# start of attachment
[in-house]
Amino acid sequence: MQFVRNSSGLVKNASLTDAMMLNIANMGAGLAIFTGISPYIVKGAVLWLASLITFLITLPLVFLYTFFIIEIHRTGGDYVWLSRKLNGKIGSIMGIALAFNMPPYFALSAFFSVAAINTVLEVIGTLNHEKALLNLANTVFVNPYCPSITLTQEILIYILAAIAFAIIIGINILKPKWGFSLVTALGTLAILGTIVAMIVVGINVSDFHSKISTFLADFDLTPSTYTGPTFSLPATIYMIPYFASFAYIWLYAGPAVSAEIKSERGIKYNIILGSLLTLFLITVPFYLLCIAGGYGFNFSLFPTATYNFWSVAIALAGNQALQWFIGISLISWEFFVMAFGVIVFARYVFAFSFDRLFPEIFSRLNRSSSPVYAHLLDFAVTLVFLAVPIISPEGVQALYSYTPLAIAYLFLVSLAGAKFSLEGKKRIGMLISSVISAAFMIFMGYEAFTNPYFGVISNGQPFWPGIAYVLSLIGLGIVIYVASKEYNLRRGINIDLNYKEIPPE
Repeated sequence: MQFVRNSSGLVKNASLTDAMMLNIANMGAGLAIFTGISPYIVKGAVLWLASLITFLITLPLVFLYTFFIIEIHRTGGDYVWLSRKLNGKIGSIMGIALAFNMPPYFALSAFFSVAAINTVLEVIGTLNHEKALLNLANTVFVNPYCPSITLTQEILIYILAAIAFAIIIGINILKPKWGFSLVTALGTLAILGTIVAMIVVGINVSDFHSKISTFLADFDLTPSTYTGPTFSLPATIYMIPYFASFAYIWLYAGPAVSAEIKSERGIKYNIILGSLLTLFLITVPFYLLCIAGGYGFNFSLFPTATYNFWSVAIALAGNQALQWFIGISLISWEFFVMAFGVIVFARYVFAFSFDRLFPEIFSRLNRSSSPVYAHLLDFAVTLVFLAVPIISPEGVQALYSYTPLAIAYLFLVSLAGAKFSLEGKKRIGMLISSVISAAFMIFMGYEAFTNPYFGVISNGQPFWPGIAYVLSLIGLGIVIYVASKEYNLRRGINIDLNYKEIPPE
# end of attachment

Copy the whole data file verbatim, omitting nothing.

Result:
[in-house]
Amino acid sequence: MQFVRNSSGLVKNASLTDAMMLNIANMGAGLAIFTGISPYIVKGAVLWLASLITFLITLPLVFLYTFFIIEIHRTGGDYVWLSRKLNGKIGSIMGIALAFNMPPYFALSAFFSVAAINTVLEVIGTLNHEKALLNLANTVFVNPYCPSITLTQEILIYILAAIAFAIIIGINILKPKWGFSLVTALGTLAILGTIVAMIVVGINVSDFHSKISTFLADFDLTPSTYTGPTFSLPATIYMIPYFASFAYIWLYAGPAVSAEIKSERGIKYNIILGSLLTLFLITVPFYLLCIAGGYGFNFSLFPTATYNFWSVAIALAGNQALQWFIGISLISWEFFVMAFGVIVFARYVFAFSFDRLFPEIFSRLNRSSSPVYAHLLDFAVTLVFLAVPIISPEGVQALYSYTPLAIAYLFLVSLAGAKFSLEGKKRIGMLISSVISAAFMIFMGYEAFTNPYFGVISNGQPFWPGIAYVLSLIGLGIVIYVASKEYNLRRGINIDLNYKEIPPE
Repeated sequence: MQFVRNSSGLVKNASLTDAMMLNIANMGAGLAIFTGISPYIVKGAVLWLASLITFLITLPLVFLYTFFIIEIHRTGGDYVWLSRKLNGKIGSIMGIALAFNMPPYFALSAFFSVAAINTVLEVIGTLNHEKALLNLANTVFVNPYCPSITLTQEILIYILAAIAFAIIIGINILKPKWGFSLVTALGTLAILGTIVAMIVVGINVSDFHSKISTFLADFDLTPSTYTGPTFSLPATIYMIPYFASFAYIWLYAGPAVSAEIKSERGIKYNIILGSLLTLFLITVPFYLLCIAGGYGFNFSLFPTATYNFWSVAIALAGNQALQWFIGISLISWEFFVMAFGVIVFARYVFAFSFDRLFPEIFSRLNRSSSPVYAHLLDFAVTLVFLAVPIISPEGVQALYSYTPLAIAYLFLVSLAGAKFSLEGKKRIGMLISSVISAAFMIFMGYEAFTNPYFGVISNGQPFWPGIAYVLSLIGLGIVIYVASKEYNLRRGINIDLNYKEIPPE